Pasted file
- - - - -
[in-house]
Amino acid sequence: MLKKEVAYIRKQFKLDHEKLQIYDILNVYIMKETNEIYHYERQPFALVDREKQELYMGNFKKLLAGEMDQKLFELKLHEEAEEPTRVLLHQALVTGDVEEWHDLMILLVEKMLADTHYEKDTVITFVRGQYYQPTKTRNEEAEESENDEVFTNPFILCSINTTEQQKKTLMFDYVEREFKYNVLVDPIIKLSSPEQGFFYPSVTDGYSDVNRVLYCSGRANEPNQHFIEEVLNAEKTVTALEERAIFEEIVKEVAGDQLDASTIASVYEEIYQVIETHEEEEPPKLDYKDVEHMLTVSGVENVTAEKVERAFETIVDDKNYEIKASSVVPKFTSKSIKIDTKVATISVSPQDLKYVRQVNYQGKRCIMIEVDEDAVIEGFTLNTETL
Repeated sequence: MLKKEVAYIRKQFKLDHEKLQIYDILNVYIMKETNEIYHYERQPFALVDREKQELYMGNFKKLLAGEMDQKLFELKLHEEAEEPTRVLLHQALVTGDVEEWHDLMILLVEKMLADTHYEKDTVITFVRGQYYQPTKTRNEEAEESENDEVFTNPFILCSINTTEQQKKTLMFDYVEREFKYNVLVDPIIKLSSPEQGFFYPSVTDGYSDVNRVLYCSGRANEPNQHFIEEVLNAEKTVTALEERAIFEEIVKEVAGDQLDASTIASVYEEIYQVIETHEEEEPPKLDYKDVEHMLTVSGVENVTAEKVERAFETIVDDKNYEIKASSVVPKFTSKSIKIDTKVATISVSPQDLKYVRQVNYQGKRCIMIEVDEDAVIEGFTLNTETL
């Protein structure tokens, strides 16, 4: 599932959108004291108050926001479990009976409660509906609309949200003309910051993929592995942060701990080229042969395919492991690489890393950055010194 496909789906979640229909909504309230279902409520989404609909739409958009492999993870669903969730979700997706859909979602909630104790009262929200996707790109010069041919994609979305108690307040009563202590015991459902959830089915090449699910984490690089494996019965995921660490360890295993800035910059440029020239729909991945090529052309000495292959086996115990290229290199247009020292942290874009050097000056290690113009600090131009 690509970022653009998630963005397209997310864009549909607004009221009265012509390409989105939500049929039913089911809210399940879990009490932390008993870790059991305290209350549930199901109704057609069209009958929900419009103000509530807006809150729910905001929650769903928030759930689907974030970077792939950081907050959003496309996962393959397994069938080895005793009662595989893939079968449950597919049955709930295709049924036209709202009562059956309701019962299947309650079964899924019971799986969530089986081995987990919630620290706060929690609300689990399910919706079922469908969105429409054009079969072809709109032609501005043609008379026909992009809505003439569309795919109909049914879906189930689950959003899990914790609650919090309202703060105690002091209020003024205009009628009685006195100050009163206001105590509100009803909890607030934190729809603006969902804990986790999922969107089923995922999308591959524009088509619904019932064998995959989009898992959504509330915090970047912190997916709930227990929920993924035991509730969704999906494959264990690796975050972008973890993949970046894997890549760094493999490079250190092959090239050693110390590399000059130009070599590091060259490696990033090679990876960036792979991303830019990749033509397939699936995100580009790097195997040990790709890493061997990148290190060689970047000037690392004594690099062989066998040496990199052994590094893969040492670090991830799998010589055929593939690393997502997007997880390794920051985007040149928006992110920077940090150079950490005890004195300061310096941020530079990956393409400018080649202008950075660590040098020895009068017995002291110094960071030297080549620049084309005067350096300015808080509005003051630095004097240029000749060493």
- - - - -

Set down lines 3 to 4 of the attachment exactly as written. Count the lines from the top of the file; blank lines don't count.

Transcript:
Repeated sequence: MLKKEVAYIRKQFKLDHEKLQIYDILNVYIMKETNEIYHYERQPFALVDREKQELYMGNFKKLLAGEMDQKLFELKLHEEAEEPTRVLLHQALVTGDVEEWHDLMILLVEKMLADTHYEKDTVITFVRGQYYQPTKTRNEEAEESENDEVFTNPFILCSINTTEQQKKTLMFDYVEREFKYNVLVDPIIKLSSPEQGFFYPSVTDGYSDVNRVLYCSGRANEPNQHFIEEVLNAEKTVTALEERAIFEEIVKEVAGDQLDASTIASVYEEIYQVIETHEEEEPPKLDYKDVEHMLTVSGVENVTAEKVERAFETIVDDKNYEIKASSVVPKFTSKSIKIDTKVATISVSPQDLKYVRQVNYQGKRCIMIEVDEDAVIEGFTLNTETL
């Protein structure tokens, strides 16, 4: 599932959108004291108050926001479990009976409660509906609309949200003309910051993929592995942060701990080229042969395919492991690489890393950055010194 496909789906979640229909909504309230279902409520989404609909739409958009492999993870669903969730979700997706859909979602909630104790009262929200996707790109010069041919994609979305108690307040009563202590015991459902959830089915090449699910984490690089494996019965995921660490360890295993800035910059440029020239729909991945090529052309000495292959086996115990290229290199247009020292942290874009050097000056290690113009600090131009 690509970022653009998630963005397209997310864009549909607004009221009265012509390409989105939500049929039913089911809210399940879990009490932390008993870790059991305290209350549930199901109704057609069209009958929900419009103000509530807006809150729910905001929650769903928030759930689907974030970077792939950081907050959003496309996962393959397994069938080895005793009662595989893939079968449950597919049955709930295709049924036209709202009562059956309701019962299947309650079964899924019971799986969530089986081995987990919630620290706060929690609300689990399910919706079922469908969105429409054009079969072809709109032609501005043609008379026909992009809505003439569309795919109909049914879906189930689950959003899990914790609650919090309202703060105690002091209020003024205009009628009685006195100050009163206001105590509100009803909890607030934190729809603006969902804990986790999922969107089923995922999308591959524009088509619904019932064998995959989009898992959504509330915090970047912190997916709930227990929920993924035991509730969704999906494959264990690796975050972008973890993949970046894997890549760094493999490079250190092959090239050693110390590399000059130009070599590091060259490696990033090679990876960036792979991303830019990749033509397939699936995100580009790097195997040990790709890493061997990148290190060689970047000037690392004594690099062989066998040496990199052994590094893969040492670090991830799998010589055929593939690393997502997007997880390794920051985007040149928006992110920077940090150079950490005890004195300061310096941020530079990956393409400018080649202008950075660590040098020895009068017995002291110094960071030297080549620049084309005067350096300015808080509005003051630095004097240029000749060493």